11 Crazy Winter Traditions You Might Not Know About
Winter (especially December) is a time we associate with the holidays, but it’s not just about Christmas and Hanukkah. There are numerous traditions celebrated here and around the globe that honor the change of the seasons and the arrival of winter. Some of the customs, rituals, and festivals are a bit strange, but quite interesting, so we compiled a list of some of the more unusual.
11 Unusual Winter Traditions
1. Shoe Toss?
On Christmas Day, Czech women throw a shoe at their house to determine if they’ll get married in the new year. How the shoe lands is key: if it lands with the heel facing the house, the woman can expect to be single throughout the next year.
2. Dongzhi Festival
is a Chinese festival that celebrates the arrival of the Winter Solstice, and is related to the philosophy of Yin and Yang. According to the Chinese, Yang symbolizes the positive, and Yin is negative. The positive things will become stronger after the Solstice — longer daylight hours and an increase in positive energy flowing in. Families celebrate by gathering together and enjoying a large meal which includes dumplings, in part because of this ancient legend: a sympathetic physician fed the poor homeless people of his town dumplings to keep their ears from getting frostbite. Because of this, some of the dumplings served during the festival are shaped like ears.
3. Ursul, The Bear Dance
In Romania, carolers dress in bear costumes and dance on New Year’s Eve in order to drive away evil spirits and help enrich the soil for the new year. Even though the bear costumes look scary and sinister, it’s actually a time of joyful celebration and a rich tradition passed down through the generations.
4. The Feast of Juul
The present-day custom of lighting a Yule log at Christmas is believed to have originated from the Feast of Juul. This was a Winter Solstice festival observed in Scandinavia when fires were lit to symbolize the heat and light of the life-giving Sun. A Yule or “Juul” log was burned on the hearth in honor of the Scandinavian god, Thor. The log was never allowed to burn completely and was kept as a token of good luck, then used as kindling to start the following year’s log. In other European countries, the Yule log was burned until nothing but ashes remained, which were collected and spread into the fields as fertilizer every night until Twelfth Night, or worn around the neck as a charm.
5. Yalda Night
This is a celebration of the Winter Solstice celebrated in Iran, considered one of the most important celebrations of the year. The word Yalda means birth, and the festival is a celebration of the longest, darkest night of the year. Ancient Persians believed that evil forces were dominant on this night, and the next day belonged to the Lord of Wisdom, Ahura Mazda. Family members gather together and eat, drink, and read poetry all night. Watermelon, and pomegranates, which symbolize the cycle of life, are served, along with nuts.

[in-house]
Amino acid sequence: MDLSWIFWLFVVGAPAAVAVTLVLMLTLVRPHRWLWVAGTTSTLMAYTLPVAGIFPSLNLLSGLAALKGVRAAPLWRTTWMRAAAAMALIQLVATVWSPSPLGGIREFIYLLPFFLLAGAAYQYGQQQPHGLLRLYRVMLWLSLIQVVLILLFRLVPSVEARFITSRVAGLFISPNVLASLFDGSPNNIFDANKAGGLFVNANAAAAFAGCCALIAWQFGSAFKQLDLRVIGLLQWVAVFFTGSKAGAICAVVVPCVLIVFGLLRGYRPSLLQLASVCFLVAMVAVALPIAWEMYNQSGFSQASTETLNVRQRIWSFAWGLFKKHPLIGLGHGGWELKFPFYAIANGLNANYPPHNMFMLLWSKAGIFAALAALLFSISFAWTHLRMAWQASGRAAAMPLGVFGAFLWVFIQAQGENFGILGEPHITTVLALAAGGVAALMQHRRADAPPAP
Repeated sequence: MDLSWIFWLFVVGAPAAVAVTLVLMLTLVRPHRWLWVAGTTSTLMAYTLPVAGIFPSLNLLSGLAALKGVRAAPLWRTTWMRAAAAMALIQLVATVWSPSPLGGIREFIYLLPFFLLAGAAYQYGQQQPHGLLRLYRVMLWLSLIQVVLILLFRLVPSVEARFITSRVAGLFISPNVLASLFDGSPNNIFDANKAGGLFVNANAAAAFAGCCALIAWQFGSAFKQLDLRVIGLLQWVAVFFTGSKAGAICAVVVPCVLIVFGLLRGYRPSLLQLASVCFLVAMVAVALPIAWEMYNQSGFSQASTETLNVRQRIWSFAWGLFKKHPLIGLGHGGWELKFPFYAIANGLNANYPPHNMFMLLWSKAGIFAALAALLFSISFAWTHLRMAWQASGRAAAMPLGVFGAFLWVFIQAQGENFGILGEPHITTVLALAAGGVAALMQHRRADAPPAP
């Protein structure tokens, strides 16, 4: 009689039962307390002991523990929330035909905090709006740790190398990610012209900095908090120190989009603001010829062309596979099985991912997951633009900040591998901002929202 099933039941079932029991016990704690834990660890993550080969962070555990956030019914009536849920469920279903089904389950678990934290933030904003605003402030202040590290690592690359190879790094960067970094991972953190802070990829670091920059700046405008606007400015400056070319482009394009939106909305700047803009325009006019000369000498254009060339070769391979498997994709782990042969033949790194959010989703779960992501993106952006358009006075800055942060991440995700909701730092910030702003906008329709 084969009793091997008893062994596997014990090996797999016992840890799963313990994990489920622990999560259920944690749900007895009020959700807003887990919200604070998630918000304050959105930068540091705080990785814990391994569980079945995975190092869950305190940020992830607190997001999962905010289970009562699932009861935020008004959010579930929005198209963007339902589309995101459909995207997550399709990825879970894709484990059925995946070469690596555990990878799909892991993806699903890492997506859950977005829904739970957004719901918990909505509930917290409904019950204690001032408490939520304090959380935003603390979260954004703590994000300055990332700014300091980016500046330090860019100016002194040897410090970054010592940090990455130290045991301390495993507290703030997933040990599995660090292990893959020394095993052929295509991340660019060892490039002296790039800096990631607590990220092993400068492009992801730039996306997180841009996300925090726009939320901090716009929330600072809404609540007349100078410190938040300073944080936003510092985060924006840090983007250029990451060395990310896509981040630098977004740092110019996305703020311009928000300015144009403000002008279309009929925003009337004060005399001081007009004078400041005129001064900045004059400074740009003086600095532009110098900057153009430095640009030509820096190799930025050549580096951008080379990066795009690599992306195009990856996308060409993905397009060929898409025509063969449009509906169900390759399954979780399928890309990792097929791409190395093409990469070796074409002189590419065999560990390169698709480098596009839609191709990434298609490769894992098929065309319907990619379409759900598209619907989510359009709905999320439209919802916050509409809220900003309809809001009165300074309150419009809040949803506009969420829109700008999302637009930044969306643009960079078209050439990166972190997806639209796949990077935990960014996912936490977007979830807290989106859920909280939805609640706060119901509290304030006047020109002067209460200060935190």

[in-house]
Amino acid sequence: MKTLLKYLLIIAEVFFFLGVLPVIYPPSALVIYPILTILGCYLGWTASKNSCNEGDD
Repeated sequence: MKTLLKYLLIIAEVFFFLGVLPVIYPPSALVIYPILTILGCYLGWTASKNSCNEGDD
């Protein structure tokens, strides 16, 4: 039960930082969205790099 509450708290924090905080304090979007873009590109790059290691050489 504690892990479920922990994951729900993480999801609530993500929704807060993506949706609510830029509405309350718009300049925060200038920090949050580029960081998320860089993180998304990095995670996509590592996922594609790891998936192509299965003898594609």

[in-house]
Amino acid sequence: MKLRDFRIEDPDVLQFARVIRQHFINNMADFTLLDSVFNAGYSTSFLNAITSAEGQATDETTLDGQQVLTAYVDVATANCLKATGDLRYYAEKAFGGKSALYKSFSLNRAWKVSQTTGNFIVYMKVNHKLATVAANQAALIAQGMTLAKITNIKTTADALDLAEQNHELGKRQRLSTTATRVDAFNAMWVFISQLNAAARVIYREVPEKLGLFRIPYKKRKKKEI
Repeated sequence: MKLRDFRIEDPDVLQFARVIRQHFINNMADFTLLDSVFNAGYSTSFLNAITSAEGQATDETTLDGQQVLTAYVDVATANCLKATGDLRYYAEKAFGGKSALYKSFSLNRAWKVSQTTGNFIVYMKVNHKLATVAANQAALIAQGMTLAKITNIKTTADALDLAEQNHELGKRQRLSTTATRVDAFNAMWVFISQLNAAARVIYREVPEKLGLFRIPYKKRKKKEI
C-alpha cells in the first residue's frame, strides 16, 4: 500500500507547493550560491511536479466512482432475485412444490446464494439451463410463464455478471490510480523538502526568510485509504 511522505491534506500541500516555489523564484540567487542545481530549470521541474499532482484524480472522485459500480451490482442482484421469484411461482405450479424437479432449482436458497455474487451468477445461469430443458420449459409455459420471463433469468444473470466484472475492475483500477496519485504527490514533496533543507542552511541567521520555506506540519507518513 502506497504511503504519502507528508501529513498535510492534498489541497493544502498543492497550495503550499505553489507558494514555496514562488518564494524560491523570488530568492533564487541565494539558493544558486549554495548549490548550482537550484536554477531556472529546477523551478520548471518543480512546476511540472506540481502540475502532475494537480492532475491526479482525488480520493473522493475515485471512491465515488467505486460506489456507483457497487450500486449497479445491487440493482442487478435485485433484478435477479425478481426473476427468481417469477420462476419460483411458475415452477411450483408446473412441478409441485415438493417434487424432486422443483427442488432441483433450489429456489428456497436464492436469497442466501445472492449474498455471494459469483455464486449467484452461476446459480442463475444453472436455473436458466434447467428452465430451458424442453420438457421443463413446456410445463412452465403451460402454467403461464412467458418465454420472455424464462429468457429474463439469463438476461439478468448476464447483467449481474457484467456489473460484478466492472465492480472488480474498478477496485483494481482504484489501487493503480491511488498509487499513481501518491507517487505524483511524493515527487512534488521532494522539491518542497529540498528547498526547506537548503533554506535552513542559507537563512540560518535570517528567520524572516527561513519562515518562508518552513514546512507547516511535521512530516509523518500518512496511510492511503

Saturnalia was an Ancient Roman Winter Solstice festival held in honor of Saturnus, the Roman god of agriculture and harvest. It began on December 17 and lasted for seven days, and was characterized by the “suspension of discipline and reversal of the usual order” — grudges were forgiven, wars were interrupted, and people engaged in carnival-like festivities. Some of the festival’s customs have influenced our present day Christmas and New Year celebrations.
7. Krampus Run
In Austria, Krampus comes and visits children but, unlike Santa, his visit is not welcome: Krampus seeks out only naughty children to punish them, and if he finds a particularly naughty one, he takes that child away with him in his sack. But the celebration comes when people dress up as witches and devils and take to the streets, carrying torches and causing mayhem, for the annual Krampus Run, which is designed to scare the “devil” out of people!
8. Hiding of Brooms
In Norway, people hide their brooms on Christmas Eve before going to bed. It was believed that witches and other mischievous spirits stole brooms from households to ride on Christmas Eve.
9. Night of The Radishes.
Known as Noche de los Rabanos. In Oaxaca, Mexico, residents engage in a three-day festival, beginning on December 23rd, that includes carving vegetables, specifically oversized radishes, to look like the nativity and symbols from Mexican folklore. Farmers began carving radishes into figures as a gimmick to attract customers’ attention during the Christmas market. It later turned into a competition, and today attracts thousands of visitors who want to see the veggie creations.
10. Polar Bear Plunges or Dips
These events are held annually in January throughout many parts of the Northeastern United States and Canada to ring in the new year. Participants brave often sub-zero temps and plunge into a nearby body of water, quickly, foregoing wetsuits. The events are usually held to benefit a charity or bring awareness to a cause.
11. Pickles on the Christmas Tree
Households in the U.S. and Canada will decorate their Christmas trees with pickles (ornaments, that is). The origin of this tradition is disputed, but one story claims that during the Civil War, Private John C. Lower was captured and taken prisoner. Starving, he was given a pickle to eat on Christmas Eve, which saved his life. So he started the tradition of hiding a pickle on the tree each year. Another theory is that it’s an old tradition in Germany, called Weihnachtsgurke — the pickle was the last ornament hung on the tree and the first child to find it got an extra gift. Others suspect it was a marketing ploy by Woolworth & Company to sell more pickle ornaments.
Have we left anything off the list?